This past month has been a busy one -- family matters took precedence over everything, as well as projects with deadlines and starting up an online business, Come Quilt. I have barely had time to put a needle in my hand -- or to pick up a pencil and draw out one of many designs that are in my head or sketched out and ready to develop into new patterns. I miss quilting! I still got my fair share, though. This month I'll show you a potpourri of things I've done and will be doing. Hang on!
First of all, below is my guild's 2014 raffle quilt, "First Love." I designed the blocks and the setting, various guild members appliqued the twirly ball blocks, and my friend Jerrianne and I assembled the quilt top before handing it over to Cynthia C for quilting. She is one of the top longarm quilters I know -- below you'll see some of the quilting she did on this beauty.
Take a look at the quilting in the blocks: quarter-inch cross-hatching! The setting triangles have 1/2-inch cross hatching. Lots of longarm quilters avoid cross-hatching because it is hard to keep it straight and even and involves lots of stops and starts - but Cynthia is not afraid of cross-hatching.
In the outer border, Cynthia put in triple bead-board quilting. It is a nice visual accent for this quilt.
One of the things my guild does is to make a small wall-hanging that they give to whomever sells the most raffle tickets. I made this quilt for the winner -- the wall-hanging is always a small quilt (32 inches square in this case) that echoes the theme or blocks in the raffle quilt. I like quilting and I like cross-hatching, but I didn't do Cynthia's quarter-inch cross-hatching!
At the same time, I made another small quilt using red and white twirly ball blocks. This quilt will be used in a workshop that I'm teaching in Athens later this year. Athens, Texas -- not Greece, darn it! But I know the workshop will be great because I love being with other quilters. I'm actually doing back-to-back quilts in this workshop. On the first day (Thursday), I'll be teaching feathered star making... and on the second day, I'll be teaching the twirly balls... and doing a lecture in the evening. This is fun stuff for me!
You might think by now that I should be sick to death of twirly balls. If they were difficult, I might be... but they are easy, relaxing blocks to work on. So here is yet another twirly ball quilt. This one is a little wall-hanging that is going to be auctioned off at the International Quilters Association (IQA) Quilt Show in Houston this coming October. If you want a "Sue Garman quilt," this could be your chance! The IQA has silent auction bidding on quilts throughout the show. This quilt is 24 inches square.
Here's a detail view of the quilting I did on this quilt.
The one quilt that I've really wanted to get done this past month was my 1930s style alphabet quilt. Here was my inspiration -- an antique quilt that I saw at last year's Houston quilt show. It's simple, sweet, and a delight.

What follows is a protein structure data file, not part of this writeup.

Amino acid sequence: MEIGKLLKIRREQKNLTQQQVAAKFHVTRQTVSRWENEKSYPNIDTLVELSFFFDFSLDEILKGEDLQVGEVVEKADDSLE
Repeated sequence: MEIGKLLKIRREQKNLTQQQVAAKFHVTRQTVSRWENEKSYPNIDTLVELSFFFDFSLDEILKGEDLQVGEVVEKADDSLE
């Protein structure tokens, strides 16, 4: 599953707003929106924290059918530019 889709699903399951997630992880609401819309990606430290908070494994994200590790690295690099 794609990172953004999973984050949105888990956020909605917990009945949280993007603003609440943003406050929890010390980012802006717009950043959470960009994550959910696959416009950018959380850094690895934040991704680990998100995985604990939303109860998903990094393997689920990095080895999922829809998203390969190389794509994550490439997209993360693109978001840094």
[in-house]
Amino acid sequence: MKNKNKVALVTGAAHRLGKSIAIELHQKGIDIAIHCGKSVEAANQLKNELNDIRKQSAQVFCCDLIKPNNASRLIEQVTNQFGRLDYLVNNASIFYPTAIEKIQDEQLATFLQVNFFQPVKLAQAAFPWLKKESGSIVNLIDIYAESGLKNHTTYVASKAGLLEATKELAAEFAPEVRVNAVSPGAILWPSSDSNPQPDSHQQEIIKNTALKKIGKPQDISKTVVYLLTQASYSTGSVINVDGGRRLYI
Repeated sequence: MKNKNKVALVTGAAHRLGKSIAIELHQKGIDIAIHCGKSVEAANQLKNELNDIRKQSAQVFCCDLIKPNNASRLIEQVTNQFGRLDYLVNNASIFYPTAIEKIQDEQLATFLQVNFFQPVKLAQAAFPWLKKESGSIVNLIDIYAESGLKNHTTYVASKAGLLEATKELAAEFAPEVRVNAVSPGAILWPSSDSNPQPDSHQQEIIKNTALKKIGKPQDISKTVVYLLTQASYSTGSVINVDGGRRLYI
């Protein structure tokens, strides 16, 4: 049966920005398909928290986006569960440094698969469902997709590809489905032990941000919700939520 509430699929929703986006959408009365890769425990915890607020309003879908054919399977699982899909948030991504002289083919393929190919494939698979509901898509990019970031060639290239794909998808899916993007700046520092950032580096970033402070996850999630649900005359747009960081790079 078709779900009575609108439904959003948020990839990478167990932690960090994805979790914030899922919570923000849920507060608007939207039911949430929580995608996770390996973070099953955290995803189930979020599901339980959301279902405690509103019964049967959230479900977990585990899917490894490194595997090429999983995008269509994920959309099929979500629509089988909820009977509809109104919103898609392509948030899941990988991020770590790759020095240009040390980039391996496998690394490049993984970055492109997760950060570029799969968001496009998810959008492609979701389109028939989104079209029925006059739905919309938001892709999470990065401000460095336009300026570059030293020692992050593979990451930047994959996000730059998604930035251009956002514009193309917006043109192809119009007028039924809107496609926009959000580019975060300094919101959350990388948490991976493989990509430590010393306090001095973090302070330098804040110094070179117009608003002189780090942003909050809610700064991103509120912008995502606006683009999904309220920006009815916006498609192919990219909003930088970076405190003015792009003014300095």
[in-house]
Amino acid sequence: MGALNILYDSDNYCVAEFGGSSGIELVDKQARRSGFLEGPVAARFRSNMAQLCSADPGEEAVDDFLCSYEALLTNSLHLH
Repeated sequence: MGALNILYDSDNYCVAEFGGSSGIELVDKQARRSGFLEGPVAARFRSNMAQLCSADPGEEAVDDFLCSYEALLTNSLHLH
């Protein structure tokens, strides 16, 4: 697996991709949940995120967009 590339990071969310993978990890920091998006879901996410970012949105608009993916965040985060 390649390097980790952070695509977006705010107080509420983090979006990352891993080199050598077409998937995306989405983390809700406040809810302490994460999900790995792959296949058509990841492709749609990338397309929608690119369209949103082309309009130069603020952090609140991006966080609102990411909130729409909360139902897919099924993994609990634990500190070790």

I managed to finish all of the applique and embroidery, and pushed myself to find time to assemble the quilt. Here are two of the blocks in my quilt:
And here is the quilt, on my longarm... ready for me to start quilting it. I haven't decided how I'm going to quilt it yet, but I think, for sure, that the background of each block will be cross-hatched. The nice thing about cross-hatching is that it is never a distraction in a quilt. A quilt like this is too simple for distractions and busy quilting. I'm going to be happy when I find the time to work on this quilt!
In the meantime... I have walked around my house and realized how many quilts I have that are waiting for me to finish them. I'm not talking about block sets, I'm talking about quilt tops that are ready to be quilted. I just need to set aside the time... here is an antique double wedding ring quilt that I started hand quilting a few years ago. It is still in the frame... and I probably only have about five more rings to be quilted. I should move this up on the priority list. It is soooo close to being finished.
Here is another in-process quilt -- it's a combination of an oak leaf reel with cherries and a New York Beauty quilt. I love this combination -- and have waited far too long to finish the quilt. It's on my pole frame... I'm hand quilting it, which means there is a LOT of quilting to be done since I stitch in the ditch around every single piece in this quilt. There's much to be done here!
Okay, so those quilts are half-started... and here is a rack full of quilt tops that holler at me all the time: quilt me! quilt me! And I will.... some day.... Nearly all of these quilts are antique quilt tops.
There are more quilt tops - and tons of blocks waiting to be assembled into quilt tops - in my house... and each will find their time to be worked on. But first, here is part of what has really been keeping me hopping. I'm teaching a week-long set of workshops in Tampa, Florida, next month. I've been doing all the workshop preparations for the past two weeks, and probably have another week of preparations to be done. The guild where I've been invited to teach and talk loves applique - so I'll be doing a Baltimore album block with lots of different special techniques in it...
And everyone will get a good start on a block that should look like this (or each person's version of this!):
And this block....
And that block can be made into a 4-block quilt if anyone wants to take it a step further. All of these blocks are 15-inch squares (finished size).